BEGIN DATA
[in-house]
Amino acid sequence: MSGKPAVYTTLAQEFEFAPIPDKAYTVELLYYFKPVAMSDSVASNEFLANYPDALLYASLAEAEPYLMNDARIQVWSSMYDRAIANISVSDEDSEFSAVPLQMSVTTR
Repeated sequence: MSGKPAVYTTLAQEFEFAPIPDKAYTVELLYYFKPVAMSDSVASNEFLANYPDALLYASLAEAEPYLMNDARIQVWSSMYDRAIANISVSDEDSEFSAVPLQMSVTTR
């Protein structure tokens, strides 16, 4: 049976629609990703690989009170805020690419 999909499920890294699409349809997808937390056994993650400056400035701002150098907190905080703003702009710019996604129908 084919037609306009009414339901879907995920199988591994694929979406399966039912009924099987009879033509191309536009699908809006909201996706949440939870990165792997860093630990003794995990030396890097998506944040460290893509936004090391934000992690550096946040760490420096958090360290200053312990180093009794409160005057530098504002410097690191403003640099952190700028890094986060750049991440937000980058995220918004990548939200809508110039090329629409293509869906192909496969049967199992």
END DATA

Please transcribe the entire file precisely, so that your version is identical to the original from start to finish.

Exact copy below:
[in-house]
Amino acid sequence: MSGKPAVYTTLAQEFEFAPIPDKAYTVELLYYFKPVAMSDSVASNEFLANYPDALLYASLAEAEPYLMNDARIQVWSSMYDRAIANISVSDEDSEFSAVPLQMSVTTR
Repeated sequence: MSGKPAVYTTLAQEFEFAPIPDKAYTVELLYYFKPVAMSDSVASNEFLANYPDALLYASLAEAEPYLMNDARIQVWSSMYDRAIANISVSDEDSEFSAVPLQMSVTTR
């Protein structure tokens, strides 16, 4: 049976629609990703690989009170805020690419 999909499920890294699409349809997808937390056994993650400056400035701002150098907190905080703003702009710019996604129908 084919037609306009009414339901879907995920199988591994694929979406399966039912009924099987009879033509191309536009699908809006909201996706949440939870990165792997860093630990003794995990030396890097998506944040460290893509936004090391934000992690550096946040760490420096958090360290200053312990180093009794409160005057530098504002410097690191403003640099952190700028890094986060750049991440937000980058995220918004990548939200809508110039090329629409293509869906192909496969049967199992």